FBI’s Wray Acts Fast to Make Changes After Scathing Report
Monday, February 10th, 2020 @ 3:47PM
WASHINGTON—FBI Director Christopher Wray has ordered more than 40 changes in how the bureau seeks secret surveillance warrants and handles other matters after the Justice Department inspector general pointed out a series of flaws in the bureau’s efforts to monitor a former Trump campaign adviser.
The problems were so severe, national security officials said, they will require reforms to both Federal Bureau of Investigation policy and culture akin to those that followed the uncovering of post-9/11 civil-liberties abuses.
Some people involved in the investigation attributed the problems the inspector general unearthed to a rush to quickly investigate grave allegations and determine their veracity, but current and former officials largely agreed that some fixes are necessary.
Many of the changes—which are already being implemented—aim to improve the way FBI employees seek wiretaps under the Foreign Intelligence Surveillance Act, which requires that applications for surveillance be reviewed by a special court operating in secret.
The main issues identified by Inspector General Michael Horowitz stem from the surveillance of former Trump campaign adviser Carter Page, which began in October 2016, shortly after he had left the campaign. The warrant was renewed three times, and continued through much of 2017.
The FBI’s probe eventually became special counsel Robert Mueller’s investigation into Russian interference in the 2016 election and whether the Trump campaign was involved in it.
While Mr. Horowitz found that the bureau had sufficient justification to open the investigation, the problems occurred in how the FBI sought the warrant in the first instance and, especially, in the renewals.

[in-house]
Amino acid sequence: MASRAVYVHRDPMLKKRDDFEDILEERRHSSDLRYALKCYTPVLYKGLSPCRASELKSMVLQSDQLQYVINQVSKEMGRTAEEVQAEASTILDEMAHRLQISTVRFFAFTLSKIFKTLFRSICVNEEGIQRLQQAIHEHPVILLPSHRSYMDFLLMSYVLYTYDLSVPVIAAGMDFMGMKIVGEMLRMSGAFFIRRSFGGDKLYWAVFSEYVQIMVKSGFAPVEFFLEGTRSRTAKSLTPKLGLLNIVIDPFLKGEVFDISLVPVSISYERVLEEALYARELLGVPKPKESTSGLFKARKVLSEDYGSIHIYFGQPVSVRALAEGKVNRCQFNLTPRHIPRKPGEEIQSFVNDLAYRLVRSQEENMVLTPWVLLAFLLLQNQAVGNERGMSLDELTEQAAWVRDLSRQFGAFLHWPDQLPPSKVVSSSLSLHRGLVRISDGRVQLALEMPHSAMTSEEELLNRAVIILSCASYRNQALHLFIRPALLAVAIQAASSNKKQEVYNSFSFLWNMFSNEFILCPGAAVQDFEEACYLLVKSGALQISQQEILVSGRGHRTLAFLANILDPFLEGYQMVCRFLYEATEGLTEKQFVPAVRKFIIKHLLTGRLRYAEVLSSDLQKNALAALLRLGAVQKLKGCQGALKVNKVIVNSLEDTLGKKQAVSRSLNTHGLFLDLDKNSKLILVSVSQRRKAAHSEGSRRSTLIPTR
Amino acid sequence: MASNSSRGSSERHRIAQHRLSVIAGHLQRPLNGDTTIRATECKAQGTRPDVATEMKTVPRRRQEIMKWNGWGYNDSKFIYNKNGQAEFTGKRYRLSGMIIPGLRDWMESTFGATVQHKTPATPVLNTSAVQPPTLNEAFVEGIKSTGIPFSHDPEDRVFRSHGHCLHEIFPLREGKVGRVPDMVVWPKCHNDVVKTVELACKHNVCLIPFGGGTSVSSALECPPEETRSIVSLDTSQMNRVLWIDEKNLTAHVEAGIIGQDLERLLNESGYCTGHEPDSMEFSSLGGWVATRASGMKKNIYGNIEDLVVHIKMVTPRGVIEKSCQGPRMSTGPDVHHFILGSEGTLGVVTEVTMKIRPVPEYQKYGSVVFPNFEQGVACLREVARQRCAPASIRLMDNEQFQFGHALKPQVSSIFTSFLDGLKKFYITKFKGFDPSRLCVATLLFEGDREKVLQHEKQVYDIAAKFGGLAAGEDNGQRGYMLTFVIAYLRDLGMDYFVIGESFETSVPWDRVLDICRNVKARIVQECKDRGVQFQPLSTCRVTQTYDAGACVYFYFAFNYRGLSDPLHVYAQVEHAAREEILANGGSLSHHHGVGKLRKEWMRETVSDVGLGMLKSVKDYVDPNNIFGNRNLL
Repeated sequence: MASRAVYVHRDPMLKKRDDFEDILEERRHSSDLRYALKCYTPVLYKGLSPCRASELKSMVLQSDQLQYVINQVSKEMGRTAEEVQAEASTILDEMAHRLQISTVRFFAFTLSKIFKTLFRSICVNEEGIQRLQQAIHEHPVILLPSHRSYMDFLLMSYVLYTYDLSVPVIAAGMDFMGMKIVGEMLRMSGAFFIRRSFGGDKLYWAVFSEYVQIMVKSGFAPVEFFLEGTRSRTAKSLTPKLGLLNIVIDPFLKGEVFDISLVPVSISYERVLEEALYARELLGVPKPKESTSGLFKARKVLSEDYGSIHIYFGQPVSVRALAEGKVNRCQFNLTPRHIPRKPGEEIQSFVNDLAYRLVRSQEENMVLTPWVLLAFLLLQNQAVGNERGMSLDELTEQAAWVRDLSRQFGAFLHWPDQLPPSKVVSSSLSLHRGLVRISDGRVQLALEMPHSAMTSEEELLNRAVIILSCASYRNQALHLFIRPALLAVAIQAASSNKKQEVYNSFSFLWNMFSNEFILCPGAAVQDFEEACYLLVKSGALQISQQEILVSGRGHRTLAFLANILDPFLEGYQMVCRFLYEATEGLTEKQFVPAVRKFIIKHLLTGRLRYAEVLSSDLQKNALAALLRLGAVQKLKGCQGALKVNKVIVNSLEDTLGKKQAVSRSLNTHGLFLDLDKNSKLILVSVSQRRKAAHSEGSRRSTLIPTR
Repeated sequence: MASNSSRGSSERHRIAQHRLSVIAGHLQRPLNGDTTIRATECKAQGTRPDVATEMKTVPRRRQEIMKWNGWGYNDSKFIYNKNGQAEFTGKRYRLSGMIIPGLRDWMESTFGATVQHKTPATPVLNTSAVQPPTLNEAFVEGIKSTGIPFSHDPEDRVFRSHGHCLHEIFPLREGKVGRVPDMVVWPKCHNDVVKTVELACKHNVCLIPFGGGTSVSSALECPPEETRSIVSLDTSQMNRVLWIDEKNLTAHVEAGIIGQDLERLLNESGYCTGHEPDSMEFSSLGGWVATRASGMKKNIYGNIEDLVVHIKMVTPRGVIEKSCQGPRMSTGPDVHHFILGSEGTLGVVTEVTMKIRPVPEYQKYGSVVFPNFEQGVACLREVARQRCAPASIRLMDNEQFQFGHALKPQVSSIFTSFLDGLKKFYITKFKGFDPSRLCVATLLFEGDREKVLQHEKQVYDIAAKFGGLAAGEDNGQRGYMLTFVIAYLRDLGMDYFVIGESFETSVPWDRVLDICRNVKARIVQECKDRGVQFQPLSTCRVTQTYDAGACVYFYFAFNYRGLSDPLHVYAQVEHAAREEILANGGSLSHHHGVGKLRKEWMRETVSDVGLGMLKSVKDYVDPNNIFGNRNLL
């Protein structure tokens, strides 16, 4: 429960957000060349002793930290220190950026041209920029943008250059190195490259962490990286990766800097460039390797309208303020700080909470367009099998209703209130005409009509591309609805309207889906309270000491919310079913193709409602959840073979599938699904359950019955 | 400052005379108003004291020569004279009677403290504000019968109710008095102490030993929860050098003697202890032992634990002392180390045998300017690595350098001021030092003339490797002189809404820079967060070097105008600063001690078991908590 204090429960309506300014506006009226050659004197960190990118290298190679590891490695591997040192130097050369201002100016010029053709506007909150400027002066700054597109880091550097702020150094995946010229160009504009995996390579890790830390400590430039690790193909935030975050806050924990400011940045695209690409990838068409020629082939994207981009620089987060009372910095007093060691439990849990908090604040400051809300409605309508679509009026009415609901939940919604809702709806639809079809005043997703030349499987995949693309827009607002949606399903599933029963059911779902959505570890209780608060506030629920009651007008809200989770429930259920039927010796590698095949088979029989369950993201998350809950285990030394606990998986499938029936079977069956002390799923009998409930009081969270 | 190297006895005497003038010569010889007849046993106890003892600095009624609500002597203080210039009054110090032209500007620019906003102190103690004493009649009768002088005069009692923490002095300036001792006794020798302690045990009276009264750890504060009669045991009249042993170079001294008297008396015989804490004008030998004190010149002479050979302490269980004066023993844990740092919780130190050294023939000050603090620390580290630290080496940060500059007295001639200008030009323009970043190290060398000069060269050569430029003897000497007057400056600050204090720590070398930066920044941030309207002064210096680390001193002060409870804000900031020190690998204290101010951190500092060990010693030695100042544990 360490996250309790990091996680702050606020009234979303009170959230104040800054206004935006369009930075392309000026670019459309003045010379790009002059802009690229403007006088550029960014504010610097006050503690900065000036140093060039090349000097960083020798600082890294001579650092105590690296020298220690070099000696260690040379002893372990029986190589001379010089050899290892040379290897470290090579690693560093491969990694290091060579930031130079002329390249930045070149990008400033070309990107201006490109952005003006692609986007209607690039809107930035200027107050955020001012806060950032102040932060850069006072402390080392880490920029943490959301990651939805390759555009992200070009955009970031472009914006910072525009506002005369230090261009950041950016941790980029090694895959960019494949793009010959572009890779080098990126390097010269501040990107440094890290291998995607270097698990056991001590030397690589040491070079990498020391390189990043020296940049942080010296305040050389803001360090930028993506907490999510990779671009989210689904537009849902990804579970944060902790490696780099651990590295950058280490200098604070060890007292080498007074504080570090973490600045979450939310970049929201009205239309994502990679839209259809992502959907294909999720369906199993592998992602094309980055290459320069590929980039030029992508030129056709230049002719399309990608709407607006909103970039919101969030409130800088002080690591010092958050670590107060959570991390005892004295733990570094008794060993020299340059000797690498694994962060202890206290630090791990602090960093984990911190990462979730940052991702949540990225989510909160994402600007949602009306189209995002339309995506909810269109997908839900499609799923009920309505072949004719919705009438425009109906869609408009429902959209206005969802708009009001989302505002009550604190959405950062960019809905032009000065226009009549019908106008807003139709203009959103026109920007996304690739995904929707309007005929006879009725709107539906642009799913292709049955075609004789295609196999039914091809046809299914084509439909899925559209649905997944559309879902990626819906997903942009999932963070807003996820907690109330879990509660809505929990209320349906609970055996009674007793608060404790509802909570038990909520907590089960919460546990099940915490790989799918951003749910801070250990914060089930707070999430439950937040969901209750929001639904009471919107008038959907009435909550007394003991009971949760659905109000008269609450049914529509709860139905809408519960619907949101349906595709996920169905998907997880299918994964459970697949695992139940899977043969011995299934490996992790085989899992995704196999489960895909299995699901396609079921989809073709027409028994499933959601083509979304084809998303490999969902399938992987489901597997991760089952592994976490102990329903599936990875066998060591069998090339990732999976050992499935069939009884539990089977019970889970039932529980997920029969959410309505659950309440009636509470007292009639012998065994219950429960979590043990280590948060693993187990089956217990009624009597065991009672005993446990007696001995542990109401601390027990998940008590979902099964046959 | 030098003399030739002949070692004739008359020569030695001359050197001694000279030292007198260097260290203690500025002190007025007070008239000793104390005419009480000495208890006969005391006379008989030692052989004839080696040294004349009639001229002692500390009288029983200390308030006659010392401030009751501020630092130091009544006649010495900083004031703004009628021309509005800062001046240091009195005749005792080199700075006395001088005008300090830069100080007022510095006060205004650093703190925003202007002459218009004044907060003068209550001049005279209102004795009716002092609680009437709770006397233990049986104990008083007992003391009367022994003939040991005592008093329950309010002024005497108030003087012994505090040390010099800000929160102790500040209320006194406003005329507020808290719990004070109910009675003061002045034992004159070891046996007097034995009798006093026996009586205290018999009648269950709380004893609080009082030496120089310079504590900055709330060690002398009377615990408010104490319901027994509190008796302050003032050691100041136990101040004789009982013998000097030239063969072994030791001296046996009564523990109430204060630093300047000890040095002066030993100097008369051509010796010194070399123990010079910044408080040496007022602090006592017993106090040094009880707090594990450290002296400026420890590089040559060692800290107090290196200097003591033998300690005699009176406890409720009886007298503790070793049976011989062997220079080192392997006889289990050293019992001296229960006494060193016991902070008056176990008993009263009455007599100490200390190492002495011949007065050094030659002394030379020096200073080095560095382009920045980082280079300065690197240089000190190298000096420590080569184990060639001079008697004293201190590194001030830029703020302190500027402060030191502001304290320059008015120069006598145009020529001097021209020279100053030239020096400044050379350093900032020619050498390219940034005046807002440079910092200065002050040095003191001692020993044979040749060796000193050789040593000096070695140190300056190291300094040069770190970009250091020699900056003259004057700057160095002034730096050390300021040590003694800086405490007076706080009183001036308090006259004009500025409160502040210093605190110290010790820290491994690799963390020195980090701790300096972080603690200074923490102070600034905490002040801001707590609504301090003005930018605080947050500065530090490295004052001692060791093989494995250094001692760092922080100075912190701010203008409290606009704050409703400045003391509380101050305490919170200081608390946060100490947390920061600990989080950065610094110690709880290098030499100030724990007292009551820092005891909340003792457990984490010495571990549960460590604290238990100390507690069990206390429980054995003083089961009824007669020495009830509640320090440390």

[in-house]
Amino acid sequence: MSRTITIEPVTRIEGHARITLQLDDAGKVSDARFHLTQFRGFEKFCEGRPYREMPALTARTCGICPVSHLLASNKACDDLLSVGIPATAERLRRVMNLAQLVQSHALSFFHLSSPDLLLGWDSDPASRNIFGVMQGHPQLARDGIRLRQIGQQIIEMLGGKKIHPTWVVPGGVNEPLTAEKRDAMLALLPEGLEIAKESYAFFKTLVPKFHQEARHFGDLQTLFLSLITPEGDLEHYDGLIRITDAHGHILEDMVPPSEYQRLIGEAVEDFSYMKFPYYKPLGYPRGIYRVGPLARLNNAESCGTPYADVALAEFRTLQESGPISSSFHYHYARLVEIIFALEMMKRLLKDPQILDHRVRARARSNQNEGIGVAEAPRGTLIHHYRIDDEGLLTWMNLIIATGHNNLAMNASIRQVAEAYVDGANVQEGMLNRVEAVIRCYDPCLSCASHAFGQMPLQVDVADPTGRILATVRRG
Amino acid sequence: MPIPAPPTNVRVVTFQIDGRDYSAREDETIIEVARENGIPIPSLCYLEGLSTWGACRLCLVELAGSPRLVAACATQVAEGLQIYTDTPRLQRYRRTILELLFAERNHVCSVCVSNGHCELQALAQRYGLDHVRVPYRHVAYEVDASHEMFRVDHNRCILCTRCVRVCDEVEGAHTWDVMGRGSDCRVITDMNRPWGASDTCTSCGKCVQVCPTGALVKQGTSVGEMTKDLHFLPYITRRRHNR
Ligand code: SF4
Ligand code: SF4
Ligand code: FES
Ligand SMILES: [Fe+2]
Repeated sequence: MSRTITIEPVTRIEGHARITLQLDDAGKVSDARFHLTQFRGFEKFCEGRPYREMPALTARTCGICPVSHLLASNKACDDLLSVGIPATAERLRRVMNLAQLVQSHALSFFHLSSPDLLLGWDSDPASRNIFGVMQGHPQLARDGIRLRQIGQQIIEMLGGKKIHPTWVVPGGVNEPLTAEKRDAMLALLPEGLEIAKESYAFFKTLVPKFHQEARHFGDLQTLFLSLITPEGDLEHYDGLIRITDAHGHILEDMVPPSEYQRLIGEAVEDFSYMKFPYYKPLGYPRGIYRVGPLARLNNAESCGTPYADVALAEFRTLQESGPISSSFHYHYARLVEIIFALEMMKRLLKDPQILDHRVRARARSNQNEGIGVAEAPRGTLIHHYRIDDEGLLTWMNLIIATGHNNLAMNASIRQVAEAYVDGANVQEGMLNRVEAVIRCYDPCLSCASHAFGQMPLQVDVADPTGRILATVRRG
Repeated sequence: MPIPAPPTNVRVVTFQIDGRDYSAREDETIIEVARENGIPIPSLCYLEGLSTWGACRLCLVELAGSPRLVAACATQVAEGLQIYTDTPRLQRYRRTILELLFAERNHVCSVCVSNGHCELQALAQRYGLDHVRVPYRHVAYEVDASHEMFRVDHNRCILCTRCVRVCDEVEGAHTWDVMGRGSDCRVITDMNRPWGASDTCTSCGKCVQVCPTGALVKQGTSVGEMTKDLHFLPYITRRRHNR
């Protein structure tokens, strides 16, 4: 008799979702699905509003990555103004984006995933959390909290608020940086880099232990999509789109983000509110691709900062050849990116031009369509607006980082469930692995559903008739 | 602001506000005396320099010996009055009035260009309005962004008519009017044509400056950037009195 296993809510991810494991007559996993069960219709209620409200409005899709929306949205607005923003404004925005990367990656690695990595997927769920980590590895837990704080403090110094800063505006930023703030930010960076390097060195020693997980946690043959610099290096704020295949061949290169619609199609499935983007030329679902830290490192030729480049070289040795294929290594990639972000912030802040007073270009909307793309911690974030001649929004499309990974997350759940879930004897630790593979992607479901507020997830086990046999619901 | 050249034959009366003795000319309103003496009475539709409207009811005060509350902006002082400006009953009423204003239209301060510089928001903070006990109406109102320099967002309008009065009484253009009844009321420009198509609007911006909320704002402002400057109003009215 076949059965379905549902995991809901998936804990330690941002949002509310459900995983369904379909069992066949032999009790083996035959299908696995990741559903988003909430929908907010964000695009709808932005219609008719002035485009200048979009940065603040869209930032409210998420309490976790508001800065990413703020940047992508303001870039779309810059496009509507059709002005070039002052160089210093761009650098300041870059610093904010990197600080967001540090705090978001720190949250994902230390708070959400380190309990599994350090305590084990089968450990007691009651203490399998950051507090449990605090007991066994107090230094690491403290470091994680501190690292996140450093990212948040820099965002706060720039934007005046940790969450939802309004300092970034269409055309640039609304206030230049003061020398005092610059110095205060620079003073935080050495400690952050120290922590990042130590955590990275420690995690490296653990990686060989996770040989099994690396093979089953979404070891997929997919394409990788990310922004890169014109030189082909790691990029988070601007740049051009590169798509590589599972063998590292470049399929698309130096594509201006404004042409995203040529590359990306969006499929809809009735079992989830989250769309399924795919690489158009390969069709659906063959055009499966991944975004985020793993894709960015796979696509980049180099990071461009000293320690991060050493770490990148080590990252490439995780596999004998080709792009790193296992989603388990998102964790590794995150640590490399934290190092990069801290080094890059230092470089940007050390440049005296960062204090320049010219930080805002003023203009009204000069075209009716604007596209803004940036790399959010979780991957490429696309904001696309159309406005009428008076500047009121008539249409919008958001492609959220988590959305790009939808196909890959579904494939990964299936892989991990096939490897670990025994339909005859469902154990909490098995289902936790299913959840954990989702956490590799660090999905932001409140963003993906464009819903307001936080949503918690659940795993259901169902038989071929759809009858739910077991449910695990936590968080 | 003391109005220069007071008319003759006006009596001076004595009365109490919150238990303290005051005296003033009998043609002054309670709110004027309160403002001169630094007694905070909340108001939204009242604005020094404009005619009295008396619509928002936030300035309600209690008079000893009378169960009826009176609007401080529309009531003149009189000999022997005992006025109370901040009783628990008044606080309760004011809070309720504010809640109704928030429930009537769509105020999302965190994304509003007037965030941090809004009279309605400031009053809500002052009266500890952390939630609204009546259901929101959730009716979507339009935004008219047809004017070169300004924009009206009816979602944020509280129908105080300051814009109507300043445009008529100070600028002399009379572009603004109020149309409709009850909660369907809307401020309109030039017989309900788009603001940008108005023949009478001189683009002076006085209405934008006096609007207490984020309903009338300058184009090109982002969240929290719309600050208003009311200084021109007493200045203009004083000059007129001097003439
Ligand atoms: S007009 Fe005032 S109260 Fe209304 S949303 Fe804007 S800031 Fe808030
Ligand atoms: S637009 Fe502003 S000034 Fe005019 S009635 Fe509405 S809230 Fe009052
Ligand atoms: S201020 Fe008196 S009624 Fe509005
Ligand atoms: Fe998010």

Mr. Horowitz’s report said FBI agents withheld some information from the Justice Department and the FISA court that could have undercut allegations in their application, including about the reliability of a source they cited heavily. They also made inaccurate statements, which weren’t supported by the evidence they obtained, in the applications to the court, the report said.
Mr. Wray, a Trump appointee who has been running the bureau since August 2017, is requiring semiannual training for FBI employees who work on FISA surveillance and handle confidential human sources, building on Mr. Horowitz’s recommendations.
Justice Department Inspector General Michael Horowitz this week discussed his report on the FBI’s practices before the Senate Judiciary Committee on Capitol Hill.
PHOTO: JEFF MALET/ZUMA PRESS
also ordered changes to the human-source program that include providing more information about such sources on surveillance applications, creating new certifications for information originating from these sources, and requiring the sources’ handling agents to confirm the information.
Those changes, implemented shortly before Mr. Horowitz made his report public, were designed in part to address Mr. Horowitz’s criticism that the FBI didn’t confirm the language it used to describe Christopher Steele —a former British intelligence agent who was paid by Democrats to research Mr. Trump’s connections to Russia and also provided information to the FBI—with the FBI agent who served as Mr. Steele’s primary contact. The language was found to be inaccurate.
The surveillance application also didn’t include negative information the bureau received about the accuracy of Mr. Steele’s prior information and its inability to corroborate Mr. Steele’s Russia information when agents spoke to one of his primary sources, the report said.